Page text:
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Home :: Archive :: 2010 :: April ::
Line 12 of Shakespeare's Sonnet 18

The Shakespeare Conference: SHK 21.0179  Friday, 16 April 2010

[1]  From:      Bob Grumman < This e-mail address is being protected from spambots. You need JavaScript enabled to view it >
     Date:      April 14, 2010 7:07:47 PM EDT
     Subj:      Re: SHK 21.0173  Line 12 of Shakespeare's Sonnet 18

[2]  From:      Nicole Coonradt < This e-mail address is being protected from spambots. You need JavaScript enabled to view it >
     Date:      April 15, 2010 10:04:29 AM EDT
     Subj:      Re: SHK 21.0173  Line 12 of Shakespeare's Sonnet 18

[1]-----------------------------------------------------------------
From:         Bob Grumman < This e-mail address is being protected from spambots. You need JavaScript enabled to view it >
Date:         April 14, 2010 7:07:47 PM EDT
Subject: 21.0173  Line 12 of Shakespeare's Sonnet 18
Comment:      Re: SHK 21.0173  Line 12 of Shakespeare's Sonnet 18

>Felix de Villiers "fail(s) to understand why this line has
>been so much murdered with interpretation and hairsplitting
>discriminations. The line means quite simply what it says."

What you don't understand, it would seem, is that people like me can be vastly less intelligent than people like you, so fail to see that it "means quite simply what it says, and are inconsiderate enough to ask people like you for help.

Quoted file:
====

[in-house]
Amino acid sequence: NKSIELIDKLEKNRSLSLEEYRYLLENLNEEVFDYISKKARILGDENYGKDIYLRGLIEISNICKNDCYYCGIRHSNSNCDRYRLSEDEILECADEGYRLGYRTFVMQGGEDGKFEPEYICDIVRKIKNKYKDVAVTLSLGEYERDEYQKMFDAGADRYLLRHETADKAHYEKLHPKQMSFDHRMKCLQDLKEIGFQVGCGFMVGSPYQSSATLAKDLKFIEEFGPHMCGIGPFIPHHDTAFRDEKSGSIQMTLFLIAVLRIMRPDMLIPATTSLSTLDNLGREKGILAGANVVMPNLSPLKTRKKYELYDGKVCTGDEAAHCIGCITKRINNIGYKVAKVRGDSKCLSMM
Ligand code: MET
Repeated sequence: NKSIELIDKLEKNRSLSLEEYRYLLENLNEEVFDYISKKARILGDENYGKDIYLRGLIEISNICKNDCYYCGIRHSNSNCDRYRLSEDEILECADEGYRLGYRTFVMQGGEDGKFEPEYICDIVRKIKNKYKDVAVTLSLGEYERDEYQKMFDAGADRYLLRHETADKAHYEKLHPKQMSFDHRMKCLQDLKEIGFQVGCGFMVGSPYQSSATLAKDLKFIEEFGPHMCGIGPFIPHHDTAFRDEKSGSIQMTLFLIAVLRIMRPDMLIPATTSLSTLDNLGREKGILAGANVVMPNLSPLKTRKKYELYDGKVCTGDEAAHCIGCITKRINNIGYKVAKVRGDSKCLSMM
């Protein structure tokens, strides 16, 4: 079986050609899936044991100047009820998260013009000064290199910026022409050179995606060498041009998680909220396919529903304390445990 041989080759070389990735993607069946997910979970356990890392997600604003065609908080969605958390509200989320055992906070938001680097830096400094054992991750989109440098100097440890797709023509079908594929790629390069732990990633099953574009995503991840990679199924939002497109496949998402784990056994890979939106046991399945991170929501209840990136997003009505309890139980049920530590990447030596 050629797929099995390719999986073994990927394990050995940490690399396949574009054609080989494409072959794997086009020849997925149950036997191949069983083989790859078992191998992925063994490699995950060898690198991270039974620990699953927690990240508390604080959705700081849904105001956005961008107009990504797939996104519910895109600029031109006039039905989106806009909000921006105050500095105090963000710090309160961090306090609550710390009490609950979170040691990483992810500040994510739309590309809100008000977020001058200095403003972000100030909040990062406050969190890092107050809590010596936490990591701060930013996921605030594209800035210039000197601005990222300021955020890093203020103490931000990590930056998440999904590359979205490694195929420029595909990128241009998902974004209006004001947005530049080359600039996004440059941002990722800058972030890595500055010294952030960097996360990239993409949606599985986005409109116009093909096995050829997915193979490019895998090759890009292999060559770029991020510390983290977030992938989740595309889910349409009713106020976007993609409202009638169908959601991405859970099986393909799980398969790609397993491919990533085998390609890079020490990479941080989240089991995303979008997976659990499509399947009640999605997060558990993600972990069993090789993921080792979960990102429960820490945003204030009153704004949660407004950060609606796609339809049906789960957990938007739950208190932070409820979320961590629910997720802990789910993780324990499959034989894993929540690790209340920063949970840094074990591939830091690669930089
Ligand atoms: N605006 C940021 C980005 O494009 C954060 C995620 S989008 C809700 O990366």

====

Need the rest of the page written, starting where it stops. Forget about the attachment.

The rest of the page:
>When in eternal lines to time thou grow'st
>
>Charming the idea of growing to time, as in music. See similar
>passages elsewhere as in Richard II's prison speech. 

It is a charming idea, but I failed to find the phrase "to time" in Richard II. Are you saying the line means, "when in eternal lines, to (the beat of) time thou grow'st" or something like it? Would readers of the time take it to mean that? Sure, poets use ellipses and other means to condense, but I can't see anything in the line that makes this ellipsis obvious.

>I cannot insult the intelligence of Shakespeare readers who must
>know the context and how this theme is continually repeated and
>is confirmed by the final couplet in this sonnet:
>
>So long as men can breathe or eyes can see.
>So long lives this, and this gives life to thee.

What does that have to do with growing in time's rhythm?

>There is absolutely nothing mysterious in the preposition ' to' in
>the phrase 'to time.' and if we don't know by now that poets concentrate
>their language, we should not be reading it at all.  Poetry in German
>is called Dichtung, concentration. Better to read Shakespeare first of
>all for the pleasure of doing so and then let interpretations dawn on you.
>Obsessive hairsplitting will get us nowhere.

But, Felix, consider that there may be people who aren't exactly like you and (alas) don't want to be, some of whom are like me and quite enjoy letting further meanings dawn as we enjoy our simplest meanings and the sounds of a poem making them, etc., but also enjoy murdering poems to get into them critically as deeply as we can.